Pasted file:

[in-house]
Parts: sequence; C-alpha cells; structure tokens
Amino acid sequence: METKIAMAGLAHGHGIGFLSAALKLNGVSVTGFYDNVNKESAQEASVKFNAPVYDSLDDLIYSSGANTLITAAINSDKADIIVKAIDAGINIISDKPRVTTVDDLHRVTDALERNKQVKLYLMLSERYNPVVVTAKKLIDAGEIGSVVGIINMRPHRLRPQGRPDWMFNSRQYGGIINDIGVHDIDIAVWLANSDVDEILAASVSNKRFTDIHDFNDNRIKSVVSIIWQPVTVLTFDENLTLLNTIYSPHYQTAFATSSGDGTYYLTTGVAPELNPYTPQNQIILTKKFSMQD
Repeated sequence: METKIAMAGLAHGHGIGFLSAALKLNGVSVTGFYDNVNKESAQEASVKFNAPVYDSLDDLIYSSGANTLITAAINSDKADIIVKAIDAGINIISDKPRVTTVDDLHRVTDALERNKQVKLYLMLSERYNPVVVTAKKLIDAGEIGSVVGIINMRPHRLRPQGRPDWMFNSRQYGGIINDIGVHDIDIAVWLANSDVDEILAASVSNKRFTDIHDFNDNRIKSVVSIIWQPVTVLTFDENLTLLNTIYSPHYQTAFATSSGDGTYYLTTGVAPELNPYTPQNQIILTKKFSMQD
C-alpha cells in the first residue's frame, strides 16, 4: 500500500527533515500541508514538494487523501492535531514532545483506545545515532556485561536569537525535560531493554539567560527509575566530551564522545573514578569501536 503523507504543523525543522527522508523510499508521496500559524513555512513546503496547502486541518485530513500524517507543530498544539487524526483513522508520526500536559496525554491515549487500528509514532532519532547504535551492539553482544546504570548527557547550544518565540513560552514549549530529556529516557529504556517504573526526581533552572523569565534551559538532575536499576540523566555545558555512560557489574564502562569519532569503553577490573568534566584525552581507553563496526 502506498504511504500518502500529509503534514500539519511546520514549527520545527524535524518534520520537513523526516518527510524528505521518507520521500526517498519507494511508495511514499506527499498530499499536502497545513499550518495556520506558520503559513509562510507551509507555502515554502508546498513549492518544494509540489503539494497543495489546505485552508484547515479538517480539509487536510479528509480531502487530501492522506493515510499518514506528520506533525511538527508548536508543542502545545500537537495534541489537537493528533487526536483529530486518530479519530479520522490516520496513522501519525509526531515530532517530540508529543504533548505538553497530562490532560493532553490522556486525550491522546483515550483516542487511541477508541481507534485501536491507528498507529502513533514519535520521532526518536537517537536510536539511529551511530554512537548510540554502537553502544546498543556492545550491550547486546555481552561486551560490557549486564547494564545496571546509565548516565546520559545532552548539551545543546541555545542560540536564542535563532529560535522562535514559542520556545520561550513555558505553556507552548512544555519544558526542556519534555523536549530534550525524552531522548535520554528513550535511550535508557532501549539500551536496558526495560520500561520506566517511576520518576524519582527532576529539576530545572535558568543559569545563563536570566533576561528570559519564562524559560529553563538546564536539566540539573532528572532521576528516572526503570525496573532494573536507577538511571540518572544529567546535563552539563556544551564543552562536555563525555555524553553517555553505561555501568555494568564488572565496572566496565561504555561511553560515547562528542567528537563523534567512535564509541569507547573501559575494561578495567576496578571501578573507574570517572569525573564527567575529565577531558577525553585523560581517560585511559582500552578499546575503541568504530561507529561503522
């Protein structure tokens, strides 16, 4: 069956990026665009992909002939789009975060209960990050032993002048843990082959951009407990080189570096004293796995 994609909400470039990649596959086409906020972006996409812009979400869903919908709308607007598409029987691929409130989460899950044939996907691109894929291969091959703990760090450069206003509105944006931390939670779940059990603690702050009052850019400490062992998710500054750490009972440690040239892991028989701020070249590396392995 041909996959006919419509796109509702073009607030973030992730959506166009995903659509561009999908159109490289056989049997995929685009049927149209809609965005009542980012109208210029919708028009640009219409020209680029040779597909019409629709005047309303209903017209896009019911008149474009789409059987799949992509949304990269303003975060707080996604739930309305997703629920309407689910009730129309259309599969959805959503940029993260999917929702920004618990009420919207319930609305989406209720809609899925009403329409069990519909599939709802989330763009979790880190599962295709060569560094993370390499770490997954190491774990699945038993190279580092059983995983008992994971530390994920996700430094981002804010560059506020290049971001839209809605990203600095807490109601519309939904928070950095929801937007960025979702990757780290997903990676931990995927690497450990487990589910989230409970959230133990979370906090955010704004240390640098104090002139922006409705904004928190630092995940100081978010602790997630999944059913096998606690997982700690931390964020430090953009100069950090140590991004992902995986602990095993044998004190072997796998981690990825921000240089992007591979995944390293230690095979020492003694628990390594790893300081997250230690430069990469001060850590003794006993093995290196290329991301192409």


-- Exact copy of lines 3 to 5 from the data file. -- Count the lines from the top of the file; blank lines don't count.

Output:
Amino acid sequence: METKIAMAGLAHGHGIGFLSAALKLNGVSVTGFYDNVNKESAQEASVKFNAPVYDSLDDLIYSSGANTLITAAINSDKADIIVKAIDAGINIISDKPRVTTVDDLHRVTDALERNKQVKLYLMLSERYNPVVVTAKKLIDAGEIGSVVGIINMRPHRLRPQGRPDWMFNSRQYGGIINDIGVHDIDIAVWLANSDVDEILAASVSNKRFTDIHDFNDNRIKSVVSIIWQPVTVLTFDENLTLLNTIYSPHYQTAFATSSGDGTYYLTTGVAPELNPYTPQNQIILTKKFSMQD
Repeated sequence: METKIAMAGLAHGHGIGFLSAALKLNGVSVTGFYDNVNKESAQEASVKFNAPVYDSLDDLIYSSGANTLITAAINSDKADIIVKAIDAGINIISDKPRVTTVDDLHRVTDALERNKQVKLYLMLSERYNPVVVTAKKLIDAGEIGSVVGIINMRPHRLRPQGRPDWMFNSRQYGGIINDIGVHDIDIAVWLANSDVDEILAASVSNKRFTDIHDFNDNRIKSVVSIIWQPVTVLTFDENLTLLNTIYSPHYQTAFATSSGDGTYYLTTGVAPELNPYTPQNQIILTKKFSMQD
C-alpha cells in the first residue's frame, strides 16, 4: 500500500527533515500541508514538494487523501492535531514532545483506545545515532556485561536569537525535560531493554539567560527509575566530551564522545573514578569501536 503523507504543523525543522527522508523510499508521496500559524513555512513546503496547502486541518485530513500524517507543530498544539487524526483513522508520526500536559496525554491515549487500528509514532532519532547504535551492539553482544546504570548527557547550544518565540513560552514549549530529556529516557529504556517504573526526581533552572523569565534551559538532575536499576540523566555545558555512560557489574564502562569519532569503553577490573568534566584525552581507553563496526 502506498504511504500518502500529509503534514500539519511546520514549527520545527524535524518534520520537513523526516518527510524528505521518507520521500526517498519507494511508495511514499506527499498530499499536502497545513499550518495556520506558520503559513509562510507551509507555502515554502508546498513549492518544494509540489503539494497543495489546505485552508484547515479538517480539509487536510479528509480531502487530501492522506493515510499518514506528520506533525511538527508548536508543542502545545500537537495534541489537537493528533487526536483529530486518530479519530479520522490516520496513522501519525509526531515530532517530540508529543504533548505538553497530562490532560493532553490522556486525550491522546483515550483516542487511541477508541481507534485501536491507528498507529502513533514519535520521532526518536537517537536510536539511529551511530554512537548510540554502537553502544546498543556492545550491550547486546555481552561486551560490557549486564547494564545496571546509565548516565546520559545532552548539551545543546541555545542560540536564542535563532529560535522562535514559542520556545520561550513555558505553556507552548512544555519544558526542556519534555523536549530534550525524552531522548535520554528513550535511550535508557532501549539500551536496558526495560520500561520506566517511576520518576524519582527532576529539576530545572535558568543559569545563563536570566533576561528570559519564562524559560529553563538546564536539566540539573532528572532521576528516572526503570525496573532494573536507577538511571540518572544529567546535563552539563556544551564543552562536555563525555555524553553517555553505561555501568555494568564488572565496572566496565561504555561511553560515547562528542567528537563523534567512535564509541569507547573501559575494561578495567576496578571501578573507574570517572569525573564527567575529565577531558577525553585523560581517560585511559582500552578499546575503541568504530561507529561503522